COPD (Chronic obstructive pulmonary disease) is an umbrella term for a group of progressive and chronic inflammatory lung diseases that create obstructed airflow from the lungs. Chronic bronchitis and emphysema can both result in COPD. A diagnosis means you may have emphysema or chronic bronchitis, or symptoms of both. COPD can progress gradually, making it increasingly difficult to breathe over time.
COPD affects nearly 16 million Americans or about 6% of the entire U.S. population.
Symptoms of COPD include:
- Breathing difficulty and possibly wheezing
- Severe and frequent coughing
- Excessive mucus (sputum)
Chronic bronchitis (inflammation of the lining of the bronchial tubes) and emphysema (destruction of the alveoli sacs in the lungs) are the most common conditions that contribute to COPD. These conditions are usually caused by long-term exposure to fire smoke, irritating gases, particulate matter from cigarettes, or other toxins.
Chronic bronchitis irritates the bronchial tubes, which carry air to and from your lungs. The tubes swell, and mucus (phlegm) builds up along its lining. This buildup makes it hard to get air in and out of the lungs because the small, hair-like structures inside the tubes that usually move the mucus away are damaged by the irritation.
Emphysema is the breakdown of the tiny air sacs (alveoli) at the end of the bronchial tubes. These air sacs play an essential role in transferring oxygen into your blood and removing carbon dioxide. The damage to these alveioli walls caused by emphysema makes it hard to get a full breath.
To diagnose whether you have COPD, your provider will take your medical history, perform a physical exam, and order needed tests.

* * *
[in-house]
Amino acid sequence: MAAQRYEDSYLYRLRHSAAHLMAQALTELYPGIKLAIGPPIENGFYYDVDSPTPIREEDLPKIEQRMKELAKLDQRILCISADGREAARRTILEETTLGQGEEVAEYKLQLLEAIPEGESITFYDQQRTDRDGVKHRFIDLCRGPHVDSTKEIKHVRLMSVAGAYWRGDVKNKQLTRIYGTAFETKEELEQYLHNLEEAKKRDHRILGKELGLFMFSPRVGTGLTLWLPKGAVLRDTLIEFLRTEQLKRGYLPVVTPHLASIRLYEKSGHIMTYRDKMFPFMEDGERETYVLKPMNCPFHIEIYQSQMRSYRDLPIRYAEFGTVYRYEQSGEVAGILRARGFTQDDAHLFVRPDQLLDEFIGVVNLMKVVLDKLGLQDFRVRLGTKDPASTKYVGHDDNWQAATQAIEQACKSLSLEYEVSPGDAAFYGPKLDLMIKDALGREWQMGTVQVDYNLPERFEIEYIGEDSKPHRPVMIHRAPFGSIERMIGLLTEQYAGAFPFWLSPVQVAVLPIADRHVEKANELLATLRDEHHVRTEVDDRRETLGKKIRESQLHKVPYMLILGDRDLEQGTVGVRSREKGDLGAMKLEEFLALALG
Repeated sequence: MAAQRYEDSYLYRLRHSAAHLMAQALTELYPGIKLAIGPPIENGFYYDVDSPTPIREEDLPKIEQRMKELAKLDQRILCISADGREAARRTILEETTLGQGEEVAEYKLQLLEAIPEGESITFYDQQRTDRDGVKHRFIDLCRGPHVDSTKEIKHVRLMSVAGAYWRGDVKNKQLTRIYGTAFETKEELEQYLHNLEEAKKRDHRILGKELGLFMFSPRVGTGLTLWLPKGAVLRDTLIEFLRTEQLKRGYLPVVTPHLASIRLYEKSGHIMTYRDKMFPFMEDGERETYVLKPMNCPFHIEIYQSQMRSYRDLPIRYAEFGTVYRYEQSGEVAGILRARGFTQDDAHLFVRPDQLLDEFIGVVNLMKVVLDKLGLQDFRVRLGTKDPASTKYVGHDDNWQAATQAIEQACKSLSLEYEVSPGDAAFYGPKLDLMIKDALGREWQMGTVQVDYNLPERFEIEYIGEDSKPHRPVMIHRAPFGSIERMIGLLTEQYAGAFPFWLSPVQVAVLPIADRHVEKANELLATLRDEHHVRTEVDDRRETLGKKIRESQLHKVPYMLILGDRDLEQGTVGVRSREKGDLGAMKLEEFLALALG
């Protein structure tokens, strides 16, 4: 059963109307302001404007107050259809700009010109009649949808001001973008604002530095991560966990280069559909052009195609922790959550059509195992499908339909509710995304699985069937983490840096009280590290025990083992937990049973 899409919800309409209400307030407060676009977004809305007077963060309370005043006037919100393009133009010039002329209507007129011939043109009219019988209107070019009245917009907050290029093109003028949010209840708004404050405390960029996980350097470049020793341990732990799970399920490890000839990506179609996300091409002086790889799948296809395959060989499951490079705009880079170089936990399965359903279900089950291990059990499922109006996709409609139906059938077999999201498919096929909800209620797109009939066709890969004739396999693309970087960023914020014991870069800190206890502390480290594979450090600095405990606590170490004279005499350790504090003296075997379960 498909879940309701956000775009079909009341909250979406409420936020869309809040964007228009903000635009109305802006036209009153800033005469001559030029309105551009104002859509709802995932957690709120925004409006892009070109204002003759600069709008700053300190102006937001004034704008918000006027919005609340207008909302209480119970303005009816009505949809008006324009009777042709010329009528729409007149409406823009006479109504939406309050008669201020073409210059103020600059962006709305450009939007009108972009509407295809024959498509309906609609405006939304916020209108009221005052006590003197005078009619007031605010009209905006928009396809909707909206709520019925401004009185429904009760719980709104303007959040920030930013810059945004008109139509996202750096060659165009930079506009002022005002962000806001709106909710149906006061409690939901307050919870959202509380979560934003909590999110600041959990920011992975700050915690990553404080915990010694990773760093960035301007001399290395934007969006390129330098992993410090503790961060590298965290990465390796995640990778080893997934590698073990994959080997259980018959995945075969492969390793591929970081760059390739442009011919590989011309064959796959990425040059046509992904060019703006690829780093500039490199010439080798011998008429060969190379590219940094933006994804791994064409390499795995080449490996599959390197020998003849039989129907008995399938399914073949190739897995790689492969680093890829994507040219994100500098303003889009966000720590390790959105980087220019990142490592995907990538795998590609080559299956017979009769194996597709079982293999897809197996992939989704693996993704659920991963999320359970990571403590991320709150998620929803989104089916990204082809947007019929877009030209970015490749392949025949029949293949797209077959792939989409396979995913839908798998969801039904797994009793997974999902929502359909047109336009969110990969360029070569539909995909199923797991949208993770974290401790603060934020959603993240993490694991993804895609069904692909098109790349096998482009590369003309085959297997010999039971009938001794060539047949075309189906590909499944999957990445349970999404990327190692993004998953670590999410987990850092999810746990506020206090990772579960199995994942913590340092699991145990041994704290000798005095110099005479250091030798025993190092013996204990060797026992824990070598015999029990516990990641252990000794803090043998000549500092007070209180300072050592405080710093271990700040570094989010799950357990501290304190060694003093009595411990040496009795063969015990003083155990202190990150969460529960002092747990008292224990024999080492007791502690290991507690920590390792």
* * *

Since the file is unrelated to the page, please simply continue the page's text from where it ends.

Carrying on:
Medical questions you may be asked:
- Do you smoke?
- Have you had long-term exposure to dust or air pollutants?
- Have you been coughing or wheezing for a long time?
- Do you cough up phlegm?
- Do you get short of breath with exercise? When resting?
Your physical exam will include:
- Listening to your lungs and heart
- Checking your pulse and blood pressure
- Examining your throat and nose
- Checking your ankles for swelling.
Tests might include:
- Spirometry to test how well your lungs are working
- Pulse oximetry to measure the oxygen level in your blood
- Chest X-ray or chest CT scan to look at your lungs
- Electrocardiogram (ECG or EKG) to rule out heart disease as the cause of your shortness of breath
- Exercise testing to determine if the oxygen level when exercising is normal
People with COPD are at increased risk of developing infections, lung cancer, heart disease, and other medical conditions. COPD is a progressive disease, but a treatable one. With good management, COPD can be reduced, and the risk of these other associated diseases decreased.
COPD treatment focuses on lessening breathing problems, coughing, and the risk of respiratory infections.
Treatment options include:
- Bronchodilators are medicines that relax airways with an inhalable mist to help you breathe easier.
- Anti-inflammatory medications such as steroids lower inflammation in the lungs. Steroids can be inhaled in a mist form (nebulizer or inhaler) or take in pill form.
- Supplemental oxygen may be needed if you have low blood oxygen (hypoxemia). This may be supplied with a portable oxygen tank.
- Antibiotics may be prescribed to stop a bacterial infection.
- Vaccinations for flu and pneumonia are critical because infections are more dangerous if you have COPD.
- Rehabilitation focuses on teaching effective breathing strategies to lessen your shortness of breath and improve your fitness level.
- Anticholinergics can relax the muscle bands that tighten around the airways. Anticholinergics work differently and more slowly than fast-acting bronchodilators.
- Expectorants are used to thin mucus in the airways so you can cough mucus out more easily.
- Antihistamines relieve stuffy heads, watery eyes, and sneezing.
- Antivirals might be prescribed to treat or prevent illnesses caused by viruses.
COPD progresses at different rates in different people. While lung damage from COPD cannot be reversed, you can manage the symptoms and breathe easier by following healthier lifestyle habits and avoiding infections.
Call Catawba Valley Healthcare today for an evaluation and treatment of COPD at (828) 695-5900.